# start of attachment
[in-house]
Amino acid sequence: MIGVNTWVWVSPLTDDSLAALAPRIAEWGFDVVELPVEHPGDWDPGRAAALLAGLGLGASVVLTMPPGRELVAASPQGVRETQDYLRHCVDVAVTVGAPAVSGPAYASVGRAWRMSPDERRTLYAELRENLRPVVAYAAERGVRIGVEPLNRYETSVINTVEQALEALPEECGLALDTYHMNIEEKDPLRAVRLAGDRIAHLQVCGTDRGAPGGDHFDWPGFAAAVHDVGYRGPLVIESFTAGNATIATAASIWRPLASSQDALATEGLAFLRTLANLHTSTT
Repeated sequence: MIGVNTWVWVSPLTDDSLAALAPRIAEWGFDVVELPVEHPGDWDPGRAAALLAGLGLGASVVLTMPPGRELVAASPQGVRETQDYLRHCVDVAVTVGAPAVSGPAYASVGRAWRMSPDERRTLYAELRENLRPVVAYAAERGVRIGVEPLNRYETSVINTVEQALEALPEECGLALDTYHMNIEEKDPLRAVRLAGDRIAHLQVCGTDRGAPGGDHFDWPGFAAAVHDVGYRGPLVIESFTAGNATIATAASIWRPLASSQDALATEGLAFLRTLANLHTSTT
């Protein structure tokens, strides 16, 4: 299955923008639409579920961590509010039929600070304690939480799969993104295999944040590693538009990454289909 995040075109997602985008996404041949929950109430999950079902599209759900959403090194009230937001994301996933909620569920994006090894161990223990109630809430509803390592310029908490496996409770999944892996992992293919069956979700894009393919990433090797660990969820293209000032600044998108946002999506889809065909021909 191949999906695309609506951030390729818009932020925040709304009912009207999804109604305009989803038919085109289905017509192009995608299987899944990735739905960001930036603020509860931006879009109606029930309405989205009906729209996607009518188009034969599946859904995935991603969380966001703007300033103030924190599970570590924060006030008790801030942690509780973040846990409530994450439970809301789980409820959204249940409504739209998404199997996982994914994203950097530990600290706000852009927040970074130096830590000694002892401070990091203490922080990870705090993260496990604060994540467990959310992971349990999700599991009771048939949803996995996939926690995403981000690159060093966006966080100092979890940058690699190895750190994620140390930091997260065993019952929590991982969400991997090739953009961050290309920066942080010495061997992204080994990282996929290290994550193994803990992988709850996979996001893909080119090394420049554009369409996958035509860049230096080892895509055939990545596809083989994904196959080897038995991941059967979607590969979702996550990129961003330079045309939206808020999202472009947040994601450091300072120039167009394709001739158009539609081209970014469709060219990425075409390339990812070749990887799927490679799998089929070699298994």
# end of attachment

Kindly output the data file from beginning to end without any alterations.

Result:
[in-house]
Amino acid sequence: MIGVNTWVWVSPLTDDSLAALAPRIAEWGFDVVELPVEHPGDWDPGRAAALLAGLGLGASVVLTMPPGRELVAASPQGVRETQDYLRHCVDVAVTVGAPAVSGPAYASVGRAWRMSPDERRTLYAELRENLRPVVAYAAERGVRIGVEPLNRYETSVINTVEQALEALPEECGLALDTYHMNIEEKDPLRAVRLAGDRIAHLQVCGTDRGAPGGDHFDWPGFAAAVHDVGYRGPLVIESFTAGNATIATAASIWRPLASSQDALATEGLAFLRTLANLHTSTT
Repeated sequence: MIGVNTWVWVSPLTDDSLAALAPRIAEWGFDVVELPVEHPGDWDPGRAAALLAGLGLGASVVLTMPPGRELVAASPQGVRETQDYLRHCVDVAVTVGAPAVSGPAYASVGRAWRMSPDERRTLYAELRENLRPVVAYAAERGVRIGVEPLNRYETSVINTVEQALEALPEECGLALDTYHMNIEEKDPLRAVRLAGDRIAHLQVCGTDRGAPGGDHFDWPGFAAAVHDVGYRGPLVIESFTAGNATIATAASIWRPLASSQDALATEGLAFLRTLANLHTSTT
């Protein structure tokens, strides 16, 4: 299955923008639409579920961590509010039929600070304690939480799969993104295999944040590693538009990454289909 995040075109997602985008996404041949929950109430999950079902599209759900959403090194009230937001994301996933909620569920994006090894161990223990109630809430509803390592310029908490496996409770999944892996992992293919069956979700894009393919990433090797660990969820293209000032600044998108946002999506889809065909021909 191949999906695309609506951030390729818009932020925040709304009912009207999804109604305009989803038919085109289905017509192009995608299987899944990735739905960001930036603020509860931006879009109606029930309405989205009906729209996607009518188009034969599946859904995935991603969380966001703007300033103030924190599970570590924060006030008790801030942690509780973040846990409530994450439970809301789980409820959204249940409504739209998404199997996982994914994203950097530990600290706000852009927040970074130096830590000694002892401070990091203490922080990870705090993260496990604060994540467990959310992971349990999700599991009771048939949803996995996939926690995403981000690159060093966006966080100092979890940058690699190895750190994620140390930091997260065993019952929590991982969400991997090739953009961050290309920066942080010495061997992204080994990282996929290290994550193994803990992988709850996979996001893909080119090394420049554009369409996958035509860049230096080892895509055939990545596809083989994904196959080897038995991941059967979607590969979702996550990129961003330079045309939206808020999202472009947040994601450091300072120039167009394709001739158009539609081209970014469709060219990425075409390339990812070749990887799927490679799998089929070699298994």